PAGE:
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Eur J Public Health. 2016 Feb;26(1):7-13. doi: 10.1093/eurpub/ckv219. Epub 2015 Dec 10.

Why are poorer children at higher risk of obesity and overweight? A UK cohort study.

Author information

1
Department of Epidemiology & Public Health, University College London, 1-19 Torrington Place, London, WC1E 6BT, UK Department of Social Policy, London School of Economics, Houghton Street, London, WC2A 2AE, UK y.kelly@ucl.ac.uk.
2
Department of Epidemiology & Public Health, University College London, 1-19 Torrington Place, London, WC1E 6BT, UK.
3
Department of Epidemiology & Public Health, University College London, 1-19 Torrington Place, London, WC1E 6BT, UK y.kelly@ucl.ac.uk.

Abstract

BACKGROUND:

There is limited evidence on which risk factors attenuate income inequalities in child overweight and obesity; whether and why these inequalities widen as children age.

METHOD:

Eleven thousand nine hundred and sixty five singletons had complete data at age 5 and 9384 at age 11 from the Millennium Cohort Study (UK). Overweight (age 5 : 15%; age 11 : 20%) and obesity (age 5 : 5%; age 11 : 6%) were defined using the International Obesity Taskforce body mass index cut-points. To measure socioeconomic inequalities, we used quintiles of family income and as risk factors, we considered markers of maternal health behaviours and of children's physical activity, sedentary behaviours and diet. Binary and multinomial logistic regression models were used.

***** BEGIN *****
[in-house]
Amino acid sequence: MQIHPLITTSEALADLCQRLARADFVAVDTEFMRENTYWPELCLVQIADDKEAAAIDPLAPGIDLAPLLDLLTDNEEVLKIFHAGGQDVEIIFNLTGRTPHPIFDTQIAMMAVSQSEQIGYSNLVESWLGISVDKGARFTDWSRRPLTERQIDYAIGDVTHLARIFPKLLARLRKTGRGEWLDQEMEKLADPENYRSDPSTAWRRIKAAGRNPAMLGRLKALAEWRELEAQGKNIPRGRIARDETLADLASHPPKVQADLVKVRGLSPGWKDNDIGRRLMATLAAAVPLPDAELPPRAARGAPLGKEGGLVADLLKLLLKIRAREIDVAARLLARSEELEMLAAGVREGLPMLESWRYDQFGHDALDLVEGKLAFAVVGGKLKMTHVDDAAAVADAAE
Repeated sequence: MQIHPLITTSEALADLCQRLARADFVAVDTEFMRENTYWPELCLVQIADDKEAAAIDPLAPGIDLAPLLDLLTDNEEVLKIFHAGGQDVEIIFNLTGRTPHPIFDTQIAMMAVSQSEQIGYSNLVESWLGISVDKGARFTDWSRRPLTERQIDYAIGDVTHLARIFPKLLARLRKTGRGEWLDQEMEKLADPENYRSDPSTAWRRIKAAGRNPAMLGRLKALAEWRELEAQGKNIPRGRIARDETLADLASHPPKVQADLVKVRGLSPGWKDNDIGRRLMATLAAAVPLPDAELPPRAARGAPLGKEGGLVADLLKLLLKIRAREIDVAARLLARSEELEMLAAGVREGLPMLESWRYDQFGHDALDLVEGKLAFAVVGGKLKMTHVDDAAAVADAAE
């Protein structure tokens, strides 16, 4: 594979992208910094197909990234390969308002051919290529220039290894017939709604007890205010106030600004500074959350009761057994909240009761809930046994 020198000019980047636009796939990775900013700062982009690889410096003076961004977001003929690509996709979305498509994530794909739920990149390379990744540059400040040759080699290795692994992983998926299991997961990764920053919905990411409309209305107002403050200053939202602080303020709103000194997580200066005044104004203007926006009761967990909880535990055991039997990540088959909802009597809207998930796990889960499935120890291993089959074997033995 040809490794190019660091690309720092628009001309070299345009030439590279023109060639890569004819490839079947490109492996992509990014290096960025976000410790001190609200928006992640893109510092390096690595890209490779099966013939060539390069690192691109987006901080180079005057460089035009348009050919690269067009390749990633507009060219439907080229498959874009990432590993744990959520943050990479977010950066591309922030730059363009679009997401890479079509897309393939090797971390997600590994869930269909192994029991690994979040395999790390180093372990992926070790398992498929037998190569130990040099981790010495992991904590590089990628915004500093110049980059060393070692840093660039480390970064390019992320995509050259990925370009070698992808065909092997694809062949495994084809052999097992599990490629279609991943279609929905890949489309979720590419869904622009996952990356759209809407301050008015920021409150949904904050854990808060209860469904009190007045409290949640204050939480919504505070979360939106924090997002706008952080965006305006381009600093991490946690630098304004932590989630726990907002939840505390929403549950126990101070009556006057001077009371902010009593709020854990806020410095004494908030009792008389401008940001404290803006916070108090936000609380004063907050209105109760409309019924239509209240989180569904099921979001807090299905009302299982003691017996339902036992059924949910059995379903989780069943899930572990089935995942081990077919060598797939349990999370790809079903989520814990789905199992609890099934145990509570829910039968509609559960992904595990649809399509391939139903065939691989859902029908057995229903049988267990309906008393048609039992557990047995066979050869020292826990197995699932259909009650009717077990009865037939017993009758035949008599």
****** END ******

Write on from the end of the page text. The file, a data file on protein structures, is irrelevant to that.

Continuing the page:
RESULTS:

The unadjusted analyses revealed stark income inequalities in the risk of obesity at age 5 and 11. At age 5, children in the bottom income quintile had 2.0 (95% CI: 1.4-2.8) increased relative risk of being obese whilst at age 11 they had 3.0 (95% CI: 2.0-4.5) increased risk compared to children in the top income quintile. Similar income inequalities in the risk of overweight emerged by age 11. Physical activity and diet were particularly important in explaining inequalities. Income inequalities in obesity and overweight widened significantly between age 5 and 11 and a similar set of risk factors protected against upward and promoted downward movements across weight categories.

CONCLUSIONS:

To reduce income inequalities in overweight and obesity and their widening across childhood the results support the need of early interventions which take account of multiple risk factors.

PMID:
26659411
PMCID:
PMC4735508
DOI:
10.1093/eurpub/ckv219
[Indexed for MEDLINE]
Free PMC Article

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